Review of Ulysses: ‘Here is a big book, perhaps the biggest book that has ever been done in English in the form of fiction, in which the language is used as it never was used, and used triumphantly. It is not a story merely but an epoch, and an Irish one. Ireland is all through him, and in him and of him; and Dublin, its streets and its buildings and its people, he loves with the wholehearted affection of the artist. He may live out of Dublin but he will never get away from it. Ireland at present will probably not love Mr. Joyce, but he had done her honour and stands with Wilde, Moore and Synge in representing the Irish spirit.’ (In The Separatist; quoted in Donagh MacDonagh, ‘The Reputation of James Joyce: From Notoriety to Fame’, in University Review, 3, 2, Summer 1963, p.17; note that MacDonagh pairs O’Hegarty with Con Leventhal as Dubliners who reviewed Ulysses favourably - but also points to the conspicuous absence of Yeats name in the above.)

The Belfast boycott [i.e., the boycott of Unionist businesses by Irish Catholics, 1920-22]: ‘It raised up in the south what had never been there, a hatred of the North ... it was merely a blind and suicidal contribution to the general hate.’ (Cited in Tony Hepburn, ‘A short history of boycotts’, in Fortnight Review (Oct. 1996, p.25.)

The Belfast boycott - cont.: ‘[It] denied the whole principle upon which separatists of every generation had claimed for the country - independence [...] but it was an utter failure inasmuch as it did not secure the reinstatement of a single expelled Nationalist. It was a blind and suicidal contribution to the general hate There is not a word to be said in favour of the Ulster Boycott. It is an utterly shameful episode in the history of Sinn Féin.’ (Quoted in D. George Boyce, Nationalism in Ireland, London: Routledge 1982, p.326 [citing] Victory of Sinn Féin, p.54; also quoted [earlier] in St. John Ervine, Craigavon, 1949, p.437. )

Check mate?: ‘When the outlook was at its blackest [for Irish Republicans], England surrendered.’ (Cited in Maurice Headlam, Irish Reminiscences, 1947, p.11; ftn.)

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Léon Ó Broin, Protestant Nationalists in Revolutionary Ireland, The Stopford Connection (Gill & Macmillan 1985); began writing for Hobson’s The Republic and started a Dungannon Club drawing into membership Robert Lynd, Herbert Hughes, and George Cavan Duffy [35]; O’Hegarty made manager of Irish Book Shop started at Dawson St. by Mrs Green and some eleven others. [155]; regarding Yeats’s Cathleen Ni Houlihan, O’Hegarty though it ‘a sort of sacrament’ [41].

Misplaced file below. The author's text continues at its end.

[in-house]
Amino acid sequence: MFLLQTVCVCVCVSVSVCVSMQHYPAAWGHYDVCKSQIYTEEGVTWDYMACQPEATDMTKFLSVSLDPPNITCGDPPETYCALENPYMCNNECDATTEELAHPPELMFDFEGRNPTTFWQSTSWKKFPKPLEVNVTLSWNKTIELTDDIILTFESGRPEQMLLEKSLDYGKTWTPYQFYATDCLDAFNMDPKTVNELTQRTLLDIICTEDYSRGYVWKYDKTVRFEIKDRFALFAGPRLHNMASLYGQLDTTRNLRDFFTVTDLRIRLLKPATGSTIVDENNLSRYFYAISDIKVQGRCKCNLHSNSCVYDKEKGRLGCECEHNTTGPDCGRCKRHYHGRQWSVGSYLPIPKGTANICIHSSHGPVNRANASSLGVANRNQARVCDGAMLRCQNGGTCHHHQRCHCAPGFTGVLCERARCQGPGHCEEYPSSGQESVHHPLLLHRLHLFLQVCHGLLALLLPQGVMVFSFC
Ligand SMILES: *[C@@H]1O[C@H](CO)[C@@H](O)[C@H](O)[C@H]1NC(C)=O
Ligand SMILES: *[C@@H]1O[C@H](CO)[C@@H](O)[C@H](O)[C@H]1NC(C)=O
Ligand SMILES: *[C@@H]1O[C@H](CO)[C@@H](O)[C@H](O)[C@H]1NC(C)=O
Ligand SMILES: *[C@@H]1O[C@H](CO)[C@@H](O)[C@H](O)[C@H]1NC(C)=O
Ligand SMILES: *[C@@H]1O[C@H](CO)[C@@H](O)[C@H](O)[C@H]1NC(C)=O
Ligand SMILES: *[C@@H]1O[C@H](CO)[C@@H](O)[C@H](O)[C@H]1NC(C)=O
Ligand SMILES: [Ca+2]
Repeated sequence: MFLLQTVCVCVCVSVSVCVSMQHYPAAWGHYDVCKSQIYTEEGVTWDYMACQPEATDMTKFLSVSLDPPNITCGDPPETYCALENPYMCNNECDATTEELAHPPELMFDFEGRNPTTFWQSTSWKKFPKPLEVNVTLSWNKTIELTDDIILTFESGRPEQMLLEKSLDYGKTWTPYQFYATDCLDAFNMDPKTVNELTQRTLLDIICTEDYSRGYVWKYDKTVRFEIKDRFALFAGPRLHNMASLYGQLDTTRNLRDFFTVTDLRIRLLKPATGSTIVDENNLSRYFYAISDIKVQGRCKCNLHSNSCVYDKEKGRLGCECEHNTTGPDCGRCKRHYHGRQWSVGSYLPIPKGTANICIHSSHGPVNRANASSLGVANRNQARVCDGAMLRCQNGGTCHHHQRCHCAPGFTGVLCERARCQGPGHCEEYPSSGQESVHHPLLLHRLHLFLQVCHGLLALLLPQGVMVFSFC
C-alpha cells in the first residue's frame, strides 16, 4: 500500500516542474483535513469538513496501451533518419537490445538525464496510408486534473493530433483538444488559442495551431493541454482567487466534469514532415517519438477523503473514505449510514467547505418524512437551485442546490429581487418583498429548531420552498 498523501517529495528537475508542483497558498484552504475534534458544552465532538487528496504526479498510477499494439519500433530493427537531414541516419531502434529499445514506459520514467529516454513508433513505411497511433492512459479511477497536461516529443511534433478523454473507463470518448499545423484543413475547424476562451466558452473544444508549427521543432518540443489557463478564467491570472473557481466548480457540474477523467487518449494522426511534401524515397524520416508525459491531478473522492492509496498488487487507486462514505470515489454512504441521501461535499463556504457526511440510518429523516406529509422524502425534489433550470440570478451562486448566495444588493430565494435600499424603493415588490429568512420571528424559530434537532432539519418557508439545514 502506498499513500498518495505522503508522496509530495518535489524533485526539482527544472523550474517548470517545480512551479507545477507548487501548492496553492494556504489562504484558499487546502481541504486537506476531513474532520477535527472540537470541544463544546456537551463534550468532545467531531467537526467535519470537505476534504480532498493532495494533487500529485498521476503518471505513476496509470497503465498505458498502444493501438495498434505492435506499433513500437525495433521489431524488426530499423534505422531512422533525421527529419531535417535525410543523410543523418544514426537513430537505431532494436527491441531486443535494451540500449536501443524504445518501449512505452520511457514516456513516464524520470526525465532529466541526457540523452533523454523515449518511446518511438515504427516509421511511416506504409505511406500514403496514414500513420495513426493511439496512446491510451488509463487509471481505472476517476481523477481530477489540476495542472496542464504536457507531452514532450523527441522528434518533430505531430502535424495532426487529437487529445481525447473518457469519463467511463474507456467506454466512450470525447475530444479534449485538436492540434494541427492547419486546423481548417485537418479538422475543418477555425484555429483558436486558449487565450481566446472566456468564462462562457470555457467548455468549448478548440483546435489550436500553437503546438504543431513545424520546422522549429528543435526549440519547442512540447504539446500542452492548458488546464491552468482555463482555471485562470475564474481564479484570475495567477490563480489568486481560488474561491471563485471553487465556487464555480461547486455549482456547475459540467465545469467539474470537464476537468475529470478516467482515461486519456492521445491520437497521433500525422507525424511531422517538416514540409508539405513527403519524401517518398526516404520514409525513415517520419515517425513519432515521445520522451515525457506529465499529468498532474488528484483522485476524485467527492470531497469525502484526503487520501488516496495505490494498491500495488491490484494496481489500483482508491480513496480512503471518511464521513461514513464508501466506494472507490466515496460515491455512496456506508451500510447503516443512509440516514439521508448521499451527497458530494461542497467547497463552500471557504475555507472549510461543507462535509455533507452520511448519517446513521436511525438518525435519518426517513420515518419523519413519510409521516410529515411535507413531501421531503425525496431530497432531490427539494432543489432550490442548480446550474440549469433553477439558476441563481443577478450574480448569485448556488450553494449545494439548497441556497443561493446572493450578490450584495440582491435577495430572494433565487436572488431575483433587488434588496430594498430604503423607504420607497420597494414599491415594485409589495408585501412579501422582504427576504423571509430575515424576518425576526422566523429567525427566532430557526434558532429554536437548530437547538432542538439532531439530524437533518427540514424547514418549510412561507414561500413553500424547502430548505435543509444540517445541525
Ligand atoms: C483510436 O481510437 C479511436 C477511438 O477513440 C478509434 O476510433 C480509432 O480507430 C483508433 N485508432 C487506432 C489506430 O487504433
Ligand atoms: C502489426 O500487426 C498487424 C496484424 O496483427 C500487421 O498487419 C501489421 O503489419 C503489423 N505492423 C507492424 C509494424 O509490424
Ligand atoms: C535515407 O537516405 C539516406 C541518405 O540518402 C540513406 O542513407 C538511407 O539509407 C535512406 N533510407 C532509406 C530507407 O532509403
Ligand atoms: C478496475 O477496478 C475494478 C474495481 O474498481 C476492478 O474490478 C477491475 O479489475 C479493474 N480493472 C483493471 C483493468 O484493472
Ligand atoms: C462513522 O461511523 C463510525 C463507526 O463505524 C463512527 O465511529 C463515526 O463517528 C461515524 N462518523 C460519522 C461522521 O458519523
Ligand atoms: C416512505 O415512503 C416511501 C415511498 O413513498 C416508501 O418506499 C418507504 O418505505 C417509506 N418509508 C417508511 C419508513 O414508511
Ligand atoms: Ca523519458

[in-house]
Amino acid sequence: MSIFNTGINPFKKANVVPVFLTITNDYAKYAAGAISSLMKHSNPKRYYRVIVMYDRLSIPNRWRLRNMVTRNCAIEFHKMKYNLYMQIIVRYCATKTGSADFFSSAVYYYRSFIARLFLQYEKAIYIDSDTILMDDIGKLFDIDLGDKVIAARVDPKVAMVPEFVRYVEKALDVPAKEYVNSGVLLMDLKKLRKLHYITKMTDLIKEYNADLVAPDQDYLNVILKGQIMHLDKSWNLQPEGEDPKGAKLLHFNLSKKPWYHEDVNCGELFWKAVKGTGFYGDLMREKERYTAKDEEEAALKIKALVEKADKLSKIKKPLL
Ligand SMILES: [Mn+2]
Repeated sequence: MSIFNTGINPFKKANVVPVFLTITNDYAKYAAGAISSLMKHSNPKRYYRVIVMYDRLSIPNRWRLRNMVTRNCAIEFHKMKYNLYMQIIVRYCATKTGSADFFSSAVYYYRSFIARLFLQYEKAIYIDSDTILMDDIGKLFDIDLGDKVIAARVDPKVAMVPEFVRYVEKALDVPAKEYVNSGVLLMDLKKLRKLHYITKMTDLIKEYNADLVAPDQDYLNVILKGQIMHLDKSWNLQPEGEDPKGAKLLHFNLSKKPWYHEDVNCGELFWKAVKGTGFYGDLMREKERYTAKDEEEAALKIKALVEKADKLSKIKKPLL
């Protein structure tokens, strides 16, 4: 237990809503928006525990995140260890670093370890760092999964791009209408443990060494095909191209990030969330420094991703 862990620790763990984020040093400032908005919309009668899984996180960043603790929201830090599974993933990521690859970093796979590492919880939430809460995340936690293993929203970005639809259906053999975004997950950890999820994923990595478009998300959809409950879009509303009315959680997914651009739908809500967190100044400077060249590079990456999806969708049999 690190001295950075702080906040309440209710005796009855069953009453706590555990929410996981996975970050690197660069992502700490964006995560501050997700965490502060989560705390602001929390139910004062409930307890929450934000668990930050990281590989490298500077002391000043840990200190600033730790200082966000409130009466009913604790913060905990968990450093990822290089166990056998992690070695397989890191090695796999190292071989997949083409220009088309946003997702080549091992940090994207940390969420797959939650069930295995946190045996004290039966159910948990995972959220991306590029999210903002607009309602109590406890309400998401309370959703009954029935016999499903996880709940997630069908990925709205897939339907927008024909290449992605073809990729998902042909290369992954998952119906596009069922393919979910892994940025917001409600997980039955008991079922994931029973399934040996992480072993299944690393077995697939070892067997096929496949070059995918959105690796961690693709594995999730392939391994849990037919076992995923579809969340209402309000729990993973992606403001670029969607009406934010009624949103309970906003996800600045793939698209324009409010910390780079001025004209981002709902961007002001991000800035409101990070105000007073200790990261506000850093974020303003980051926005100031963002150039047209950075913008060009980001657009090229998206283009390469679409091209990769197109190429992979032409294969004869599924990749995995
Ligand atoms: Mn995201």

Brian McKenna, Irish Literature, 1800-1875: A Guide to Information Sources (Detroit: Gale Research Co. 1978) lists ‘About Irish Novelists,’ Bell, 4 (1942), pp.128-97 [jottings on Lynn Doyle, Shan F. Bullock, Carleton, Patrick MacGill, Seamus MacManus, Peadar O’Donnell]; A Bibliography of James Clarence Mangan (Dublin 1941) 8pp., rep from Dublin Magazine 16 (1941); A Bibliography of William Allingham (Dublin 1945) 12p. [See Rafroidi, under Allingham, supra].

University of Kansas Spencer Research Library Special Collections, holding the Irish and O’Hegarty Collections, has a website at spencer.lib.ku.edu/sc/Irish.htm [online].

Belfast Public Library holds History of Ireland under the Union 1801-1922 (1952); Indestructible Nation (1918); John Mitchel (1917); A Short Memoir of Terence Bellow Mac Swiney (1922); Sinn Féin, An Illumination (1919); Victory of Sinn Féin (1924).

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Lollie Yeats: O’Hegarty was a correspondent of E. C. (‘Lollie’) Yeats, who wrote at the time of Yeats’s memorial service at St. Patrick’s Cathedral, Dublin (7 Feb. 1939) when Catholic friends of the poet were constrained to remain outside the cathedral: ‘they should work now to get that obsolete law of the Church done away with. Not that they are “on top” & also in the majority it seems to me so foolish’ (Letter of 11 Feb. 1939; held as Kansas MS Ea 52; cited in Roy Foster, ‘When the Newspaper have forgotten me ...’, in Yeats Annual 12, ed. Warwick Gould and Edna Longley, 1996.)

W. B. Yeats: P. S. O’Hegarty wrote obituary notice on Yeats in the Dublin Magazine (July-Sept. Vol. 14, No. 3, 1939, pp.22-24), reflecting on his patriotism in connection with the 1798 Commemorations, when he first encountered him; calls Kathleen Ni Houlihan ‘“a play of captivity” whose impact was impossible to capture in the independent Ireland of 1939’ (Quoted in R. F. Foster, Paddy and Mr Punch, John Lane, 1993, p.167.)

John Mitchel: O'Hegarty apparently owned the original published version of John Mitchel's Jail Journal since Griffith acknowledges his indebtedness to ‘Mr. P. S. O hEigeartaigh and Mr. S. O hEigeartaigh for the file of Mitchel’s Citizen used in preparing this edition - viz., Jail Journal (Dublin: Gill 1913). .

Seán O’Hegarty (1881-1963), brother of P. S. O’Hegarty, is the subject of Seán O’Hegarty: Officer Commanding First Cork Brigade, IRA (Aubane Hist. Soc. 2007). He succeeded MacCurtain and MacSwiney in his command and, unusually, remained neutral in the Civil War, working for peace between the parties.